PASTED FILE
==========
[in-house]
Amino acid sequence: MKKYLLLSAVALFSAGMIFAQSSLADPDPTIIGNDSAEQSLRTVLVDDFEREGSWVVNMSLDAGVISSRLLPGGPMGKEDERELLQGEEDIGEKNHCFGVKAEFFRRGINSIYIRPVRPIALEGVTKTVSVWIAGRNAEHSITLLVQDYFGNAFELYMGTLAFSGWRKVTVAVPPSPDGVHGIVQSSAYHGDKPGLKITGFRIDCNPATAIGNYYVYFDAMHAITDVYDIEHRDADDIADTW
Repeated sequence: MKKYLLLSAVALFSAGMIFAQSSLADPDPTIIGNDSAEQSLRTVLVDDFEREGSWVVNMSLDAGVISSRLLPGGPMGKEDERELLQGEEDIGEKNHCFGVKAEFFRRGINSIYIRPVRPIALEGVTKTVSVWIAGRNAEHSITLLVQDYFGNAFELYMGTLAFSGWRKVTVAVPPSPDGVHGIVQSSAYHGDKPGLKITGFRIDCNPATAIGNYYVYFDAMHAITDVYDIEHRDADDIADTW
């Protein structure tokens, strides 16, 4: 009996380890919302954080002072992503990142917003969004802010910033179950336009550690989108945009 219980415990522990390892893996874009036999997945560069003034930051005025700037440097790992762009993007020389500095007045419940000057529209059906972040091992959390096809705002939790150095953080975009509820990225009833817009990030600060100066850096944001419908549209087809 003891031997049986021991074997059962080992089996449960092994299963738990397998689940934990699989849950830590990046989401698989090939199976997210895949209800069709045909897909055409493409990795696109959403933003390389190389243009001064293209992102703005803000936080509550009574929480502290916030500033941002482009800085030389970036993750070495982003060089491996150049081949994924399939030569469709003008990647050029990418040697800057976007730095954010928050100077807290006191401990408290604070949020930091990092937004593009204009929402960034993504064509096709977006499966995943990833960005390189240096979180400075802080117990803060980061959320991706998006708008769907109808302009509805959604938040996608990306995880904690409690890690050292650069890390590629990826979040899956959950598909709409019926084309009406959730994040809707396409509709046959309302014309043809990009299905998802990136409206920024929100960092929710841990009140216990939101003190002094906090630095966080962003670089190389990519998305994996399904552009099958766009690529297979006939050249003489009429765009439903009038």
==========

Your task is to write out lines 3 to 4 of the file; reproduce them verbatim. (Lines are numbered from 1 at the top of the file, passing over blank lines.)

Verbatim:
Repeated sequence: MKKYLLLSAVALFSAGMIFAQSSLADPDPTIIGNDSAEQSLRTVLVDDFEREGSWVVNMSLDAGVISSRLLPGGPMGKEDERELLQGEEDIGEKNHCFGVKAEFFRRGINSIYIRPVRPIALEGVTKTVSVWIAGRNAEHSITLLVQDYFGNAFELYMGTLAFSGWRKVTVAVPPSPDGVHGIVQSSAYHGDKPGLKITGFRIDCNPATAIGNYYVYFDAMHAITDVYDIEHRDADDIADTW
């Protein structure tokens, strides 16, 4: 009996380890919302954080002072992503990142917003969004802010910033179950336009550690989108945009 219980415990522990390892893996874009036999997945560069003034930051005025700037440097790992762009993007020389500095007045419940000057529209059906972040091992959390096809705002939790150095953080975009509820990225009833817009990030600060100066850096944001419908549209087809 003891031997049986021991074997059962080992089996449960092994299963738990397998689940934990699989849950830590990046989401698989090939199976997210895949209800069709045909897909055409493409990795696109959403933003390389190389243009001064293209992102703005803000936080509550009574929480502290916030500033941002482009800085030389970036993750070495982003060089491996150049081949994924399939030569469709003008990647050029990418040697800057976007730095954010928050100077807290006191401990408290604070949020930091990092937004593009204009929402960034993504064509096709977006499966995943990833960005390189240096979180400075802080117990803060980061959320991706998006708008769907109808302009509805959604938040996608990306995880904690409690890690050292650069890390590629990826979040899956959950598909709409019926084309009406959730994040809707396409509709046959309302014309043809990009299905998802990136409206920024929100960092929710841990009140216990939101003190002094906090630095966080962003670089190389990519998305994996399904552009099958766009690529297979006939050249003489009429765009439903009038």